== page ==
Mailing Lists

Mailman is installed on to run OpenStack related mailing lists, as well as host list archives.

At a Glance


Adding a List

A list may be added by adding it to the openstack-infra/system-config repository in system-config: inventory/service/host_vars/ For example:

- name: Example list
  description: 'This is an example'
  admin: ''
  password: "{{ mailman_list_password }}"

Scripted Changes to Lists

This may only be performed with root access to the list server.

Mailman supports running a python code snippet in the context of individual lists or every list on the system. The following example adds an address to the list of banned addresses for every list. This has proved useful in the case of attackers abusing the HTTP subscription interface to subscribe a target’s address to multiple mailing lists.

Banning an Address from All Lists

Create the file /usr/lib/mailman/bin/ with the following content:

def ban(m, address):
        if address not in m.ban_list:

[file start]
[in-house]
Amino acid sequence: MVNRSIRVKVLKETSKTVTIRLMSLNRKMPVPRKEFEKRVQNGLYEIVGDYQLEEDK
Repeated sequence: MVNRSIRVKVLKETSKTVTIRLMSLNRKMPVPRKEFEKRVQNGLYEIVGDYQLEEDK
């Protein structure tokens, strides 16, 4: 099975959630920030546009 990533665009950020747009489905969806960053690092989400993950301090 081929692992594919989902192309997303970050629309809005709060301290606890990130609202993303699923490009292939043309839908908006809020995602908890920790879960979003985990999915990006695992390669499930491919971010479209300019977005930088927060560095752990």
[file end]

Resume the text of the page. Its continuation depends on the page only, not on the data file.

And then run the withlist script as:

sudo -u list /usr/lib/mailman/bin/withlist -a -r ban "<address to ban>"

Because the script itself handles locking, do not use the -l argument to withlist. To run the same script on a single list, use:

sudo -u list /usr/lib/mailman/bin/withlist -r ban listname "<address to ban>"

Note that the ban list accepts regular expressions, so to ban an address and all suffixes, use ‘^address.*’ as the “address to ban”.

Lock Files

If a list stops handling traffic for some time, it may be due to a stale lock file. Mailman locks are in /srv/mailman/openstack/locks. If a lock is held for a list, then listname.lock will exist. The contents of the file will be the name of the lock sequence file which was used to obtain the lock. That file is in the form If the process id in that string no longer exists, it’s safe to assume the process died without cleaning up the lock. It should generally be safe to remove the lockfile in that case.